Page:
In a January 27th story in the Indianapolis Star, I was quoted questioning Mayor John Ditslear’s campaign financing methods, a system I call the “Money Machine.” My concern? The Mayor invites City contractors and their wanna-bes to give him campaign donations. This is not proof of anything illegal. But the Money Machine system gives the appearance of “pay-to-play,” as if the donation is the cost of admission to being considered for City contracts.
Again, I’m not saying that’s what’s happening, but with this existing outward appearance, if the next mayor were truly conducting an illegal pay-to-play scheme, there’d be no way to tell because it would look exactly the same.
In the Star article, Mayor Ditslear called my argument, “ludicrous.”
Here’s a brief history of what I’m talking about:
In the mid-‘90s, during former Mayor Dennis Redick’s first term, the Money Machine concept took hold locally. It appeared as though the City’s accounts payable records and Planning Department application records had been gathered into a mailing list. These engineering firms, construction managers, architects, developers, consultants, builders, road pavers and trash haulers were invited to a golf outing with the mayor . . . for the price of a donation.
This system was so successful Redick entered the next two elections very well funded.
In June of ’03, after winning the primary election for a 3rd term, Redick was charged with domestic assault and his power began to unravel. John Ditslear threw his hat in the ring, running as an Independent. Ditslear had a record of civic involvement and so had solid local connections to draw upon for contributions. As a result, 90% of Ditslear’s pre-election campaign funds came from local sources.
In the run-up to the general elections, the Money Machine donors largely stuck with the incumbent, Dennis Redick.
But that November John Ditslear won and allegiances immediately shifted. According to campaign fillings, in the 40 days after winning, before he was even sworn in, Redick’s former Money Machine donors sent Ditslear nearly $20,000 – even though the election was over.
It didn’t stop there. Within 9 months of taking office Ditslear held his first golf outing and reaped big bucks from Redick’s old Money Machine donors. And oh what a machine it is. In 2004 Ditslear raked in over $70,000. In ’05 he raised $80,000 and in ’06 took an additional $75,000. Of that nearly quarter of a million dollars, over 75% came from out of town business interests who couldn’t vote in local elections.
None of this is illegal, but it should be, because it’s fundamentally unethical.
An example: When constructing the new city hall, two lucrative contracts were handed out. One went to Odle, McGuire, & Shook of Indianapolis, the architects who designed the building. The other went to Meyer/Najem of Fishers, who would be the construction managers. Neither contract required competitive bids. Both companies’ combined donations to John Ditslear totaled nearly $9,000. Their smallest donations came in the mayor’s first year in office, then grew larger in ’05 and ’06 as the City Hall project was in full swing.
Absolutely none of this suggests anybody did anything illegal. But consider the process: the Mayor sends invitations for a campaign fundraising golf outing to people who can’t vote for him but who’s business relies on winning government contracts, and they oblige.
The Money Machine is dangerous because even though John Ditslear, Meyer/Najem and McGuire, Odle, & Shook may be the most ethical collection of Hoosiers ever assembled – and I’m absolutely ready to believe they are, the next mayor and contractor/campaign contributors may not be. And if that next mayor actually traded contracts for campaign donations – classic pay-to-play, how would we know? We wouldn’t. And what if it’s as simple as a mayor giving contracts to those he feels most obligated to, no secret agreement, just a feeling of obligation because of a big donation? That’s still wrong.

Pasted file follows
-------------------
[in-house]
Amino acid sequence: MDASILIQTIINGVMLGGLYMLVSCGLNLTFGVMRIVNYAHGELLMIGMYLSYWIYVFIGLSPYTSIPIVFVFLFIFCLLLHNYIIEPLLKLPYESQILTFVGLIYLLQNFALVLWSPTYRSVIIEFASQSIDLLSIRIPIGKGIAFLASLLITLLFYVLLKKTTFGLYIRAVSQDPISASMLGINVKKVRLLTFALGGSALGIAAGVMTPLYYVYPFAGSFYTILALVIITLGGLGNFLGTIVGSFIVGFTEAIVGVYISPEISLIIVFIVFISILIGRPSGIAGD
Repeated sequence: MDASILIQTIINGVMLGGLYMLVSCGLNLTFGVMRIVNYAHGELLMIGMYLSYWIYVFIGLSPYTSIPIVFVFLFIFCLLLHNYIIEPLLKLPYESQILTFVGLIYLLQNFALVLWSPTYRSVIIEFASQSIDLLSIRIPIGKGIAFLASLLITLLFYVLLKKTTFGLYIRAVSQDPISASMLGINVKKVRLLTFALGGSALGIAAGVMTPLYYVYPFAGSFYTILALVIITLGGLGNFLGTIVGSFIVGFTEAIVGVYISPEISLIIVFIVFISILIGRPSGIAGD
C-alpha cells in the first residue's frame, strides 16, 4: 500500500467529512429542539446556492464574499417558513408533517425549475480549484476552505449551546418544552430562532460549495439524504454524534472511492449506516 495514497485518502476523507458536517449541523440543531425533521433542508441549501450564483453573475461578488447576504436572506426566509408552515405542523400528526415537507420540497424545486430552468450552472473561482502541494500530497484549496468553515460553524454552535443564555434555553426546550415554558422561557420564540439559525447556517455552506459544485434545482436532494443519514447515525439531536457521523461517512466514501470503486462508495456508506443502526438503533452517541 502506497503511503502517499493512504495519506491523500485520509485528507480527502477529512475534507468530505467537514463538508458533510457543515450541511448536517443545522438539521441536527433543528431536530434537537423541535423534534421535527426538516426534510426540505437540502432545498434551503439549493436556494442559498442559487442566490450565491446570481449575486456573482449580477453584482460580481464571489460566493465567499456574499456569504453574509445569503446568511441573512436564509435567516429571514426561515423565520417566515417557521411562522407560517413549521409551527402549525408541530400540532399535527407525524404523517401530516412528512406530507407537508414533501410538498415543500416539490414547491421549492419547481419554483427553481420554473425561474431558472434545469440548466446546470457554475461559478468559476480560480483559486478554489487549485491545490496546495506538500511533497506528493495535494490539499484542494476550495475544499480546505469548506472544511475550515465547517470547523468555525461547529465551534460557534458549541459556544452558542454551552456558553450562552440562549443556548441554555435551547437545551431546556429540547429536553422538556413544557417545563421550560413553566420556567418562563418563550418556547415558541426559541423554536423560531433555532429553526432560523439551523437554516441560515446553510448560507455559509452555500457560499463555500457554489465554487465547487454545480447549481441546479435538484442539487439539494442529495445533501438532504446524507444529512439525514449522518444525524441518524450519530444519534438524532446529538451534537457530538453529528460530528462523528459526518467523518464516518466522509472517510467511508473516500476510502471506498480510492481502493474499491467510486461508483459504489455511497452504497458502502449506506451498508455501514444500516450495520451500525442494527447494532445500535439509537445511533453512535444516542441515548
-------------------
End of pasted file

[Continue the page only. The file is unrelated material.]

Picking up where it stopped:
Is that argument “ludicrous?” I don’t think so. That’s why 7 states, including neighboring Illinois have barred entities bidding on governmental contracts from making political contributions to government officials. This movement has been prompted by a wave of pay-to-play scandals across the country.
In the Star article, Mayor Ditslear actually argued, “They [the donors] offer to help me get re-elected because they think I do a good job,” and “I don’t invite people because they do business with the city; I invite people who I think would enjoy a round of golf and a nice meal.”
Now that’s ludicrous.
First off, they generally don’t “offer,” they’re asked to donate. And go to the county’s web page (http://www.hamiltoncounty.in.gov/), click the “Laws, Elections . . .” tab in the right hand sidebar and download Mayor Ditslear’s campaign filing for 2010. Look through the list of donors and see how many typical Noblesville voters you find - you know, local folks who think the Mayor is doing a good job and want to enjoy a round of golf and a nice meal with him.
Good luck with that needle-in-a-haystack endeavor. There are only a few on the donor list. The overwhelming majority are people who don’t live in Noblesville and can’t vote for Ditslear. So if he’s looking for people who think he’s doing and good job and want to help him get re-elected, why doesn’t the Mayor look in Noblesville? Why is he pursuing out of town people who have and/or want City contracts – people who can’t vote for him?
What’s more, why would somebody from Naperville, Illinois (who last year gave Ditslear $1,550) or Sheboygan Falls, Wisconsin (who last year gave $500) give a crap how good the mayor of Noblesville, Indiana is? Is it because of the golf and the nice meal or is it because both of those donors represent engineering firms?
As ironic as it is unfortunate, at least once when he invited these out of town contractors to donate, the front of the invitation read, “Wanna Play?”